A Ruin by Philip James Bailey

In a cot-studded, fruity, green deep dale,
There grows the ruin of an abbey old;
And on the hill side, cut in rock, behold
A sainted hermit’s cell; so goes the tale.
What of that ruin? There is nothing left
Save one sky-framing window arch, which climbs
Up to its top point, single stoned, bereft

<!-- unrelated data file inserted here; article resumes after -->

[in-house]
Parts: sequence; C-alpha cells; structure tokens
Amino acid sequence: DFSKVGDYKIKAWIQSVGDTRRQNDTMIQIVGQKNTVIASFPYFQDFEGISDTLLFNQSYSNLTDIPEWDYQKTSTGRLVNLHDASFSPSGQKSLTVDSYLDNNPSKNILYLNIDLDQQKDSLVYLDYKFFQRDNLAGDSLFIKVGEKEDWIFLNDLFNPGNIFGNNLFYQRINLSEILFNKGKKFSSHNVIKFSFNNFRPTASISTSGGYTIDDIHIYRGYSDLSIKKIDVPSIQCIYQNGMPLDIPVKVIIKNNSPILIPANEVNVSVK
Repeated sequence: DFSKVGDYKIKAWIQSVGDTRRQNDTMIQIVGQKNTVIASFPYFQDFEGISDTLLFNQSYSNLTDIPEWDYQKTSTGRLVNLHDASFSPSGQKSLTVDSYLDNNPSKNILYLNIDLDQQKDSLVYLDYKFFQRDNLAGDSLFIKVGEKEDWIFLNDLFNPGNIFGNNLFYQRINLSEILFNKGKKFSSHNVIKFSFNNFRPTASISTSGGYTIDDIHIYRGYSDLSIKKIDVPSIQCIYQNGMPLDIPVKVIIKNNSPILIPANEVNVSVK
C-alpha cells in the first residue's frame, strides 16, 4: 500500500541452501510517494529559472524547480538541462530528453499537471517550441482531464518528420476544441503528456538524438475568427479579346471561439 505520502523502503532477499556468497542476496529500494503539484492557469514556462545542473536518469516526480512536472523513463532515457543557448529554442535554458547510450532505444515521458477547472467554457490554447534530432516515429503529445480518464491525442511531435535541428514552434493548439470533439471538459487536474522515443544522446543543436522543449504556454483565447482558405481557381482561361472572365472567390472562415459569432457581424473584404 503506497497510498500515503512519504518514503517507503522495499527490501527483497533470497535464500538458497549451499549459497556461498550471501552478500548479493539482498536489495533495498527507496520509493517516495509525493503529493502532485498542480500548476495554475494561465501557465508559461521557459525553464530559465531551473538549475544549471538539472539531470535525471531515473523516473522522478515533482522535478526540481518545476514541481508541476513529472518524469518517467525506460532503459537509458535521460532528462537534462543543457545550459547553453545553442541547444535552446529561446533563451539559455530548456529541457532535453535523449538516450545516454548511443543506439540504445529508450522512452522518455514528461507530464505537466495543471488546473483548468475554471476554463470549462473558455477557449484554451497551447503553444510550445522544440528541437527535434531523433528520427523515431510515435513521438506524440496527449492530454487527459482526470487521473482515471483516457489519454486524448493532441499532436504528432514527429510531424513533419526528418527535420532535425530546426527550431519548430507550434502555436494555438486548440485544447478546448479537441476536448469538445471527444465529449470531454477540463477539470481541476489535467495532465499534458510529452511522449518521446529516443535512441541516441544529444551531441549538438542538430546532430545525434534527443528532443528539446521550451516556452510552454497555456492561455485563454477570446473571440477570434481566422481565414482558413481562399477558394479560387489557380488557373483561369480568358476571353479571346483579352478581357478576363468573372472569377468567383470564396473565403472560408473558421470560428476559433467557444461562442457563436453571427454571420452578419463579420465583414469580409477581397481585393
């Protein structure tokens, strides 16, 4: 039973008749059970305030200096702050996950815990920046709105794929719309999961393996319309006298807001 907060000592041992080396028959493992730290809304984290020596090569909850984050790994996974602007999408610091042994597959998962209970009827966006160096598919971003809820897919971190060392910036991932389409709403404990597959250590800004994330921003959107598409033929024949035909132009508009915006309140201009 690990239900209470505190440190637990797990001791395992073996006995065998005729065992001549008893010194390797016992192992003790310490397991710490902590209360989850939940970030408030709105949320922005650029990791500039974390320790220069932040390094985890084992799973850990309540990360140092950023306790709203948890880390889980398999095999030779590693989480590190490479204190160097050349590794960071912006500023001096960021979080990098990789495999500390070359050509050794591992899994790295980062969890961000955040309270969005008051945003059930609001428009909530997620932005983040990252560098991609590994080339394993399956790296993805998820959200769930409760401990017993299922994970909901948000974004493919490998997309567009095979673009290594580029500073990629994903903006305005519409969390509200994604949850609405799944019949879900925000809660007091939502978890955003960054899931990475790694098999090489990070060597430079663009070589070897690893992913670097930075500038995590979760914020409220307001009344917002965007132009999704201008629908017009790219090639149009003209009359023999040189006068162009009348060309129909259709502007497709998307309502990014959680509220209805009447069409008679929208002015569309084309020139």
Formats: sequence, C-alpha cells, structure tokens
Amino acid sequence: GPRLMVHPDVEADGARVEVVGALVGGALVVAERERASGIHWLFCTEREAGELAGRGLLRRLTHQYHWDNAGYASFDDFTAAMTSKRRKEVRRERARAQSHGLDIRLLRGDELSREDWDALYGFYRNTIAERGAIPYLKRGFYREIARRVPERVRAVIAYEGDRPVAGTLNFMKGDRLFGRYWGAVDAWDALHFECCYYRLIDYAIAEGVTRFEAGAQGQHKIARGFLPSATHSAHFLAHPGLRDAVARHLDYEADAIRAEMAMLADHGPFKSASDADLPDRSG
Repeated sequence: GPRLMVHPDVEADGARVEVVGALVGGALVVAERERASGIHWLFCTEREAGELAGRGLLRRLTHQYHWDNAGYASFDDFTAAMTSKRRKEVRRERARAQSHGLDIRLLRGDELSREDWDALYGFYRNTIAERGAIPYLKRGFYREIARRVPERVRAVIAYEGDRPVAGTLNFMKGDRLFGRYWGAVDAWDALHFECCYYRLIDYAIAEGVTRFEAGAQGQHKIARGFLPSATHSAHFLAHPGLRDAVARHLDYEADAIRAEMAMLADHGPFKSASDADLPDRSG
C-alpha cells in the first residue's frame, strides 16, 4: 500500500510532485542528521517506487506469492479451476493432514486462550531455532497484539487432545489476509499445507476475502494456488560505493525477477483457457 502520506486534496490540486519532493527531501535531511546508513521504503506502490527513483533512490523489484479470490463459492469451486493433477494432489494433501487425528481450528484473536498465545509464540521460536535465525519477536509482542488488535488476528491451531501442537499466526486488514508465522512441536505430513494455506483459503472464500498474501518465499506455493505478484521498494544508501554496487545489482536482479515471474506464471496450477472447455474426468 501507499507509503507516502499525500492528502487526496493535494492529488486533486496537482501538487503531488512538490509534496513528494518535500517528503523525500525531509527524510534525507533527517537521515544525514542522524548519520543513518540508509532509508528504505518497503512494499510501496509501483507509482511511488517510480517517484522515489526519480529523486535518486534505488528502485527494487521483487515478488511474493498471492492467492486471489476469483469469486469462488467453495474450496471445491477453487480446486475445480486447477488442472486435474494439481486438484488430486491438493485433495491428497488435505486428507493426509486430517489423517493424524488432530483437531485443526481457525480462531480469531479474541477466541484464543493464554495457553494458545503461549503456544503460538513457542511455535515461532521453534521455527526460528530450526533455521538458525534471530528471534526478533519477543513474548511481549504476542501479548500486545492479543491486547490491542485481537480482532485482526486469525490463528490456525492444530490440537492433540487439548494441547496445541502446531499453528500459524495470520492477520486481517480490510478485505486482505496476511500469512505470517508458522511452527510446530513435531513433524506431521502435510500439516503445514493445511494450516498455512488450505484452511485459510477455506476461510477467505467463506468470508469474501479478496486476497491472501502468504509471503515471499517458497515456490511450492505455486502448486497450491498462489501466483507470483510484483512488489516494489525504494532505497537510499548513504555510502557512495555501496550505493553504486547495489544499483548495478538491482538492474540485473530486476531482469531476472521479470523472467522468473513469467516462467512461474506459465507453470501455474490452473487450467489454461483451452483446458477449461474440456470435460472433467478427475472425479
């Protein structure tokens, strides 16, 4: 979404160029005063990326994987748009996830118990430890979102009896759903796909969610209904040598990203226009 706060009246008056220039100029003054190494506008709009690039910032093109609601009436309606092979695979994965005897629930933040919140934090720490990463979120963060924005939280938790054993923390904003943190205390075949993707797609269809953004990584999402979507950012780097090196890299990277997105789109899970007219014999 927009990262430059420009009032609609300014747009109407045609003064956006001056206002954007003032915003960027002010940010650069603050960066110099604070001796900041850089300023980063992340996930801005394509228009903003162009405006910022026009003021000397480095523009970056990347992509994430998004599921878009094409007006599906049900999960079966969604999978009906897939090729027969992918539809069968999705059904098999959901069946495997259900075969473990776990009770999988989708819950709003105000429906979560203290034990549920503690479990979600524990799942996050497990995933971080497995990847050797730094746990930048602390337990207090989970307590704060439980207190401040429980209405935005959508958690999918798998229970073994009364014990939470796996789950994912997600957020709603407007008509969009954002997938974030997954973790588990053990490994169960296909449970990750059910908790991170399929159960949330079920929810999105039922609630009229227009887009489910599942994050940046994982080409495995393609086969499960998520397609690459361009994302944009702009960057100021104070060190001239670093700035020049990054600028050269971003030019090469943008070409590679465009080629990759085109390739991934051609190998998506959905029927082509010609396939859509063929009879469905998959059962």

Of prop or load. And this strange thing sublimes
The scene. For the fair great house, vowed to God,
Is hurled down and unhallowed; and we tread
O’er buried graves which have devoured their dead;
While over all springs up the green-life sod,
And arch, so light and lofty in its span —
So frail and yet so lasting — tis like man.

From: Bailey, Philip James, The Angel World, and Other Poems, 1850, Ticknor, Reed, and Fields: Boston, p. 98.

Date: 1850

By: Philip James Bailey (1816-1902)


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